Your Guide to the Cryopreservation of Cells

Cell cryopreservation puts your cell lines in suspended animation, effectively stopping biological time. While it might seem like the stuff of science fiction, cryopreservation is a meticulous and fundamental process in cell culturing that requires the utmost precision and care.

So how does cryopreservation of cells work? Let's break down the process.

Step 1: Select the Cells

Optimal cryopreservation occurs when cells are in the best possible condition and near the end of their logarithmic growth phase.

Carefully examine your cultures for signs of microbial contamination. Growing cultures for several passages in an antibiotic-free medium before testing can bring contaminants that might have gone undetected to a more detectable level.

Examine your samples under a microscope and directly culture for bacteria, yeasts, fungi, and mycoplasma. Mycoplasma presents unique issues because it goes undetected during testing. You'll also need to test culture stocks again after they've been frozen.

Step 2: Harvest the Cells

Harvest the cells using the proper procedure for the cell type — and be as gentle as possible. Once the cells are harvested, wash off or inactivate any dissociating agents that may damage the cells. For this step, use a centrifuge only if absolutely necessary and use a low force — just enough to produce a soft pellet.

Pool the contents of harvested culture vessels to ensure uniformity in the final frozen stock. Dilute or concentrate the cell suspension as needed to achieve twice the desired concentration.

Keep the cells chilled to slow cell metabolism and prevent clumping. Cells can be gassed with carbon dioxide when necessary to prevent alkaline pH shifts.

Step 3: Choose the Container

Selecting the right cryoprotective agents can minimize cell damage during cryopreservation. The right storage vessel is also critical. The wrong storage vessel creates numerous risks, including injury, damage to vessels, and contamination or loss of frozen stock.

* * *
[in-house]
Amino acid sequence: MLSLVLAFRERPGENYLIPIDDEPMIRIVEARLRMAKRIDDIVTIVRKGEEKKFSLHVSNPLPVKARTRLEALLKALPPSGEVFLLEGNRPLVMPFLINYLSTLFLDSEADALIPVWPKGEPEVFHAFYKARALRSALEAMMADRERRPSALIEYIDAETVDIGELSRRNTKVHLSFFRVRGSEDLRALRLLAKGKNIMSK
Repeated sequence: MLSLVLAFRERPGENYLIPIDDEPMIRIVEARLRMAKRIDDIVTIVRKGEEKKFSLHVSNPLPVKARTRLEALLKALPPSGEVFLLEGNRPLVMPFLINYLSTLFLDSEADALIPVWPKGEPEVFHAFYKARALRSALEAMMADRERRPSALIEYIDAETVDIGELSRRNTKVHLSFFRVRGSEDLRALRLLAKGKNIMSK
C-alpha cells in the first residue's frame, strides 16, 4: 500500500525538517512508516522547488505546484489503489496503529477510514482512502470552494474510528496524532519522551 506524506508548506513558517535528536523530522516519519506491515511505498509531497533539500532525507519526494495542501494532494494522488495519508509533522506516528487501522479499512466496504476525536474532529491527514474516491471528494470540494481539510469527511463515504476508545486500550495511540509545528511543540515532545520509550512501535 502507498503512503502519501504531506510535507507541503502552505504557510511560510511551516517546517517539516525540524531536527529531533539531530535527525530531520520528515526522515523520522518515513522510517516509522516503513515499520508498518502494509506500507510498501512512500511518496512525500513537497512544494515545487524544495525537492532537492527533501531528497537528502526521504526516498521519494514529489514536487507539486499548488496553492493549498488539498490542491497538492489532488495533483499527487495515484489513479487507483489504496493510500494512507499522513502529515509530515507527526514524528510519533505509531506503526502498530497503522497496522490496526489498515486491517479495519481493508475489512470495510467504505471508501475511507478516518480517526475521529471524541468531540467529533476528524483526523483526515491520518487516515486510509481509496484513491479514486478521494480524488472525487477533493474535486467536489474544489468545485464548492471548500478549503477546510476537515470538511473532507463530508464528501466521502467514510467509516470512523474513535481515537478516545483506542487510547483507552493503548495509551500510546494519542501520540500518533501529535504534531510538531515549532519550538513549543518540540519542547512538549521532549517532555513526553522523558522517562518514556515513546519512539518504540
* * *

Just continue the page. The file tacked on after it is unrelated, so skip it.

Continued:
Heat-sealable glass ampules and polypropylene screw-capped vials (with internal or external threads) are most commonly used. However, sealing issues with ampules have researchers and industry professionals increasingly preferring cryogenic vials.

Step 4: Cool the Cells

Cooling rates must be uninterrupted, slow enough to give the cells time to dehydrate, and fast enough to prevent dehydration damage. For most animal cell cultures, the ideal cooling rate is a steady drop between 1°C and 3°C per minute. Larger or less-permeable cells might need to cool more slowly because they take longer to dehydrate.

Some labs use programmable electronic cooling units, which provide precise control of the freezing process and yield uniform, reproducible results. Others use mechanical units that offer sufficient process controls at less cost. Ultracold freezers with insulated polystyrene foam boxes are one of the most economical and common methods of cooling cell lines. A Corning CoolCell container, in combination with a -80°C freezer, provides consistent and reproducible freezing profiles.

Step 5: Store the Cells

Once the cells are frozen, you need to move quickly. Use an insulated container filled with dry ice or liquid nitrogen to transfer the frozen stock to permanent storage.

Speed is the key to preventing the vials from warming and damaging the cells. Even a temporary rise in temperature can cause damage. Most cell culture labs use liquid nitrogen freezers, but the most important feature of any permanent storage location is the ability to reliably maintain temperatures below -130°C.

Step 6: Thaw the Cells

While cooling cells must be gradual, the opposite is true when thawing cells. Rapid thawing reduces the formation of damage-causing ice crystals within the cells as they rehydrate. Place your container in warm water and stir it gently until it's completely thawed. For most cell cultures, thawing for 60 to 90 seconds at 37°C achieves the best results.

Step 7: Let the Cells Recover

Remove the cryoprotective agents from the cells as quickly and gently as possible to avoid damage from prolonged exposure to these agents. The method of removing cryoprotective agents depends on the type of agent and the type of cells. Cells that are sensitive to cryoprotective agents require gentle centrifugation to remove the agent. When glycerol is the cryoprotectant, cells can be damaged by the sudden addition of a large volume of fresh medium to the thawed cell suspension. Instead, take glycerol-preserved cells through several stepwise dilutions to give the cells time to adjust. Use equal volumes of warm media every 10 minutes.

In general, most cells recover normally if the cryoprotective agent is removed within six to eight hours of thawing via medium change.

When successfully preserved, frozen cells need little maintenance and can be a lifeline if you lose cell cultures to contamination or an accident. Frozen cell cultures are especially useful for long-term experiments because their suspended animation ensures that biological variants are minimal.

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Cryopreservation of cells puts your cell lines in suspended animation, stopping biological time for your cell cultures.

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